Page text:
The exception to the operation of this convention is the temporary suspension of this convention by the Prime Minister, on the doctrine of free vote or an agreement to differ. Free vote refers to any situation in which the Government has no stated policy on the matter and the question of dissent by some Ministers does not arise. Agreement to differ simply means that the Government has adopted a policy, but Ministers are given the right to dissent from that policy in public. Examples of this occurred in 1932, 1975 and 2016 as a result of tariff policies of the government, accession of ECA and the EU Referendum, respectively. However, aside from these exceptions, this rule governing conduct must be obeyed in all circumstances. The significance and strength of this convention are evidenced by the fact that in Northern Ireland, to abide by the content of this collective convention is enforceable by law.

The second convention on ministerial responsibility governs the individual aspects of the Minister and their conduct in relation to their department. According to Rodney Brazier, each Minister is responsible for:

(1) their private conduct,

(2) the general conduct of their department, and

(3) acts done (or left undone) by officials in their department.

So, if there is any breach relating to these three areas, the political pressure on the Minister demands their immediate resignation. But the simple resignation is not enough. Accountability involves accounting in detail for one’s actions as Minister, according to the Defence Select Committee with regards to the Westland affairs.


There are four steps which are to be followed by the Minister, should they breach this convention, in order to make the accountability process effective. This includes the duty to:


(1) inform and explain,

(2) apologise,

(3) take action, and

(4) resign.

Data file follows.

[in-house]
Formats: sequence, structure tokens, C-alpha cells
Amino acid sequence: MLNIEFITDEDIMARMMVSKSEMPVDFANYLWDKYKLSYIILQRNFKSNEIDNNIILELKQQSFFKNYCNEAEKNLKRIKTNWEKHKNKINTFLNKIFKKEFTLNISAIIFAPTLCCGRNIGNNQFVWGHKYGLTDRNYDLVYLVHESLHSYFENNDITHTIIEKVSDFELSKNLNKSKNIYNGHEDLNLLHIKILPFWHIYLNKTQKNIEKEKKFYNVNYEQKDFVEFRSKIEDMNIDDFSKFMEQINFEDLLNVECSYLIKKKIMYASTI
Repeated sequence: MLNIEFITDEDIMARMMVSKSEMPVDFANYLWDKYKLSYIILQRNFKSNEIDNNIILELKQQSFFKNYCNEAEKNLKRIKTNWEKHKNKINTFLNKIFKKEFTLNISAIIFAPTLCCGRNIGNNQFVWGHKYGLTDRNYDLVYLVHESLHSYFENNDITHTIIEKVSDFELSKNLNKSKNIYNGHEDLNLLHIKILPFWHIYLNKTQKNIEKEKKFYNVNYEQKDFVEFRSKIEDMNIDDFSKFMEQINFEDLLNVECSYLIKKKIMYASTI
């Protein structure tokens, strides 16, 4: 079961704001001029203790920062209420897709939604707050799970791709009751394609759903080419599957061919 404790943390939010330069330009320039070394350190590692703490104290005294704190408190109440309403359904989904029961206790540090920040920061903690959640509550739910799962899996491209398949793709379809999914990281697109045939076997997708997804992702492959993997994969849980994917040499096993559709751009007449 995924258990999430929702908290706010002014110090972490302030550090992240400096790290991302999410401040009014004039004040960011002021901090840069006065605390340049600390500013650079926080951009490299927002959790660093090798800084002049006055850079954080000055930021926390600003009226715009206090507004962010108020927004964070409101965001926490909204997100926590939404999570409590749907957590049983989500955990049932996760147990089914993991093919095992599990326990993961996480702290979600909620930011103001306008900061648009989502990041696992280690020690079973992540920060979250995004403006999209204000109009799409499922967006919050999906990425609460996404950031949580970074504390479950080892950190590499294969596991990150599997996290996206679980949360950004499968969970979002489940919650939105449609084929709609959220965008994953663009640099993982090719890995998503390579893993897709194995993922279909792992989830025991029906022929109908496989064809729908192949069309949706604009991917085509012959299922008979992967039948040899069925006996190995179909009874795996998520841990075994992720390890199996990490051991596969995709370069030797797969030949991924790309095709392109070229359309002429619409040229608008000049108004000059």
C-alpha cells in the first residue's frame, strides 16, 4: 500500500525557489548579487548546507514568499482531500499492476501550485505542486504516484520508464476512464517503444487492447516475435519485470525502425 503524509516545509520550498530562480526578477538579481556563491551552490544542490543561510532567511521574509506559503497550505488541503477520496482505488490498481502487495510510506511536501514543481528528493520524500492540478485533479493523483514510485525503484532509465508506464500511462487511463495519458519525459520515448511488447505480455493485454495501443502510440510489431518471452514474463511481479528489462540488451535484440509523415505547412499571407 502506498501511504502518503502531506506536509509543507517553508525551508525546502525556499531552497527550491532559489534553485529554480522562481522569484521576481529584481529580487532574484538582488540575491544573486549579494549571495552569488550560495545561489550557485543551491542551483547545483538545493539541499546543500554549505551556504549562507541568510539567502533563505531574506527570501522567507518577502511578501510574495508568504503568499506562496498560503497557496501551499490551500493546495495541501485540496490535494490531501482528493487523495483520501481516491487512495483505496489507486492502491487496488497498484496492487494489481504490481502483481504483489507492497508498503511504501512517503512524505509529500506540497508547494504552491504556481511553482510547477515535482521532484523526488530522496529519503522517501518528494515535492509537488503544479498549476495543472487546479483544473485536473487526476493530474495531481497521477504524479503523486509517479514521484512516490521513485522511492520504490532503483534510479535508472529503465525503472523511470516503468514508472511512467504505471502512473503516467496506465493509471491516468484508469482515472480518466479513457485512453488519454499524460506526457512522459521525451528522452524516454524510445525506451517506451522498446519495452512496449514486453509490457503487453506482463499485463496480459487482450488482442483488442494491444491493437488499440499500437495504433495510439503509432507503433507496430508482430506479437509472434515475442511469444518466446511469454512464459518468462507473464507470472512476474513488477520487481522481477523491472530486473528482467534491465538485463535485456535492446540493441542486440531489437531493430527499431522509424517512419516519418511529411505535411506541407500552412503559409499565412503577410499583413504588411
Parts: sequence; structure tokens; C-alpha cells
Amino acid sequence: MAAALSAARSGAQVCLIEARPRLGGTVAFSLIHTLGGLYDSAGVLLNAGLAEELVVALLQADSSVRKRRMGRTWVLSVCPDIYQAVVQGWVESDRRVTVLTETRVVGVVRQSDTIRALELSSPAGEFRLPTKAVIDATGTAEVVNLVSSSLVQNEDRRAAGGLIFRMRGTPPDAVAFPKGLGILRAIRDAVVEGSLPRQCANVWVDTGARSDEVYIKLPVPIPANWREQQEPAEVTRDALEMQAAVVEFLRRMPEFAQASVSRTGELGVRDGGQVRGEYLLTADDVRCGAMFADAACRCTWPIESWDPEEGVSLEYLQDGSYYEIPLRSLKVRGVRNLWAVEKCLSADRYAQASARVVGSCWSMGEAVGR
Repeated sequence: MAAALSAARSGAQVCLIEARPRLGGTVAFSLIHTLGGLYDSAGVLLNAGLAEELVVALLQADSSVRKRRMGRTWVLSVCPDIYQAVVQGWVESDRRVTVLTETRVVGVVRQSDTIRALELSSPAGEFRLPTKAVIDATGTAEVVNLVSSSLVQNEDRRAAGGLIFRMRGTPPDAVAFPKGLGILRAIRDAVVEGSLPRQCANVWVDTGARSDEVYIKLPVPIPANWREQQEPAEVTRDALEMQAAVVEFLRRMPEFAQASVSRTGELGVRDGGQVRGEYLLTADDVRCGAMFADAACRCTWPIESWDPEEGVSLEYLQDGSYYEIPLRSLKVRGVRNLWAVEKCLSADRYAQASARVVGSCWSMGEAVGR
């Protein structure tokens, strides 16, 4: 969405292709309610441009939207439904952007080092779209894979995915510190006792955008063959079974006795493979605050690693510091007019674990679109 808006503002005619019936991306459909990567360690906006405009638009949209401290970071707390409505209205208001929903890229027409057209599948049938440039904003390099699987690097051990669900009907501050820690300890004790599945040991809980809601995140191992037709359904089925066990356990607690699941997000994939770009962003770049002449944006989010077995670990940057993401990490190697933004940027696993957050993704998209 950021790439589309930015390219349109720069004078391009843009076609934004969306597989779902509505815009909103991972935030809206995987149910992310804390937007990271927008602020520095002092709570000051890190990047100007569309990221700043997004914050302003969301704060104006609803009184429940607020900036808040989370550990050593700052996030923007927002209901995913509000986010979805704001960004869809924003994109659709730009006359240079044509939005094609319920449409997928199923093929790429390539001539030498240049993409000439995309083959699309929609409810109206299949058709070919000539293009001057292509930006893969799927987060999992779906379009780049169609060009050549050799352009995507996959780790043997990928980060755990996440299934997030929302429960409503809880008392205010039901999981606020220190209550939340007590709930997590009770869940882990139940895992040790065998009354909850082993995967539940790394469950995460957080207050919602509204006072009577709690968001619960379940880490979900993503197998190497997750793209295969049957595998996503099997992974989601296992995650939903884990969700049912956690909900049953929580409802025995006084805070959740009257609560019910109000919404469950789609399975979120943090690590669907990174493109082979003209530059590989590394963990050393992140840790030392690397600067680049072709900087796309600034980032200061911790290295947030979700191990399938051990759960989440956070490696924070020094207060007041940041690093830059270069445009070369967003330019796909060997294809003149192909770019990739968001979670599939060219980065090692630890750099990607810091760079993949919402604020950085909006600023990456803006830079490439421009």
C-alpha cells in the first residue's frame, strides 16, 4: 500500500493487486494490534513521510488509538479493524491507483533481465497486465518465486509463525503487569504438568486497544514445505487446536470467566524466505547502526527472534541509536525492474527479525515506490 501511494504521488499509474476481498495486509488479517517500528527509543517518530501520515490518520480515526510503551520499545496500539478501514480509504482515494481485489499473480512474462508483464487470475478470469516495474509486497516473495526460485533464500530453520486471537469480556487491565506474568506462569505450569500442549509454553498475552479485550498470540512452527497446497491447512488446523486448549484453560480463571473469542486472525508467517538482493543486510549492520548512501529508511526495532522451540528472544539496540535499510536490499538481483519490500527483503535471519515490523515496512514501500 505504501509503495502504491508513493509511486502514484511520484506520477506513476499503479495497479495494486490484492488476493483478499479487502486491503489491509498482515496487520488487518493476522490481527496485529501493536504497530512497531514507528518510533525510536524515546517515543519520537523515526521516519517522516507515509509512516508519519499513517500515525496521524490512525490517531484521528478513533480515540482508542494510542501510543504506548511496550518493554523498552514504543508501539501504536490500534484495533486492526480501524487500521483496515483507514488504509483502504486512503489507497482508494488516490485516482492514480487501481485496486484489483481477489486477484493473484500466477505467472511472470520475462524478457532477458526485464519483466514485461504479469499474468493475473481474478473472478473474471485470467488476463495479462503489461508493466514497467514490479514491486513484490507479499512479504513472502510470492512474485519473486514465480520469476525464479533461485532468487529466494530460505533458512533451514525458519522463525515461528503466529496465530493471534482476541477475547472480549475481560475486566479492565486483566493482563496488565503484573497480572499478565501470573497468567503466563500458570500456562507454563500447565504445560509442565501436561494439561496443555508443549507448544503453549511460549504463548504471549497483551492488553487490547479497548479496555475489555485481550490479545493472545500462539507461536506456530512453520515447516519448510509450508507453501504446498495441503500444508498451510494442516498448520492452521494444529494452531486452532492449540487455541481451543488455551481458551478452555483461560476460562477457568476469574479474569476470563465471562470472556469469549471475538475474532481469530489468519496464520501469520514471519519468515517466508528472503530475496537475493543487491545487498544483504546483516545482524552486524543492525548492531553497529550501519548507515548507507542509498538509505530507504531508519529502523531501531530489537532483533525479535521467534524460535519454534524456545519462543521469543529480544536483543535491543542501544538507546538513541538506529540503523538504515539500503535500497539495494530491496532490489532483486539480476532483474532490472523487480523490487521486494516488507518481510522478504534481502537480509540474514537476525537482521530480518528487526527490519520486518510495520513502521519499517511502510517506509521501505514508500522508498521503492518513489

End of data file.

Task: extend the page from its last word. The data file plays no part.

As far as responsibility for private conduct is concerned, followed by the precedent set in 2012 by Chris Huhne, Secretary of State for Energy and Climate Change, the expectation is that Ministers are to immediately tender their resignation to the Prime Minister. However, the situation of ministerial responsibility for the whole department is contentious, as previously the onus of complete responsibility in the event of defection within their department lies with the Minister, regardless of who is at fault, as can be seen by the resignation of Sir Thomas Dugdale, Minister of Agriculture during the Crichel Down affairs.

However, with the introduction of next-step agencies (semi-private bodies performing public functions) and the large size of departments, the new trend would appear to be that the Minister should not be regarded as responsible for looking after, or be held liable for, every petty matter in his department.

This argument would dictate that the convention on individual ministerial responsibility is now appropriately modified to deal with this situation.

So now, where departmental responsibility is involved, the fault is said to arise from two situations: (1) faulty policies allegedly made by the Minister and (2) incorrect implementation of the said policy by the officials of the department. Now, the Minister is only responsible for wrong policies changes.

So, if they can provide adequate justification to Parliament regarding the policymaking of their department, they can escape resignation. As far as implementation of said policy by officials is concerned, the Minister bears no responsibility. This distinction has weakened the accountability of the executive branch of government, as can be seen by many instances of non-resignation by Ministers in case of departmental failure. In 1982, Home Secretary Mr. William Whitelaw did not resign over a breach of security at Buckingham Palace, nor did Mr. James Prior, the Northern Ireland Minister, resign in 1984, following the escape of terrorists from the Maze Prison.

The reality of uncodified and unenforceable constitutional convention proves that conventions don't need to be strictly codified in order to have its true impact. The political pressure and moral obligation to follow it creates enough of a safeguard and deterrent, and the constitutional convention is an important doctrine of the unwritten British constitution. The origin of the convention is traced back to the times of King George but academically, the term was first referred to by A.V. Dicey in the following words:

"Understandings, habits, or practices though they may regulate conduct of the several members of the sovereign power, are not really laws, since they are not enforced by the courts." - AV Dicey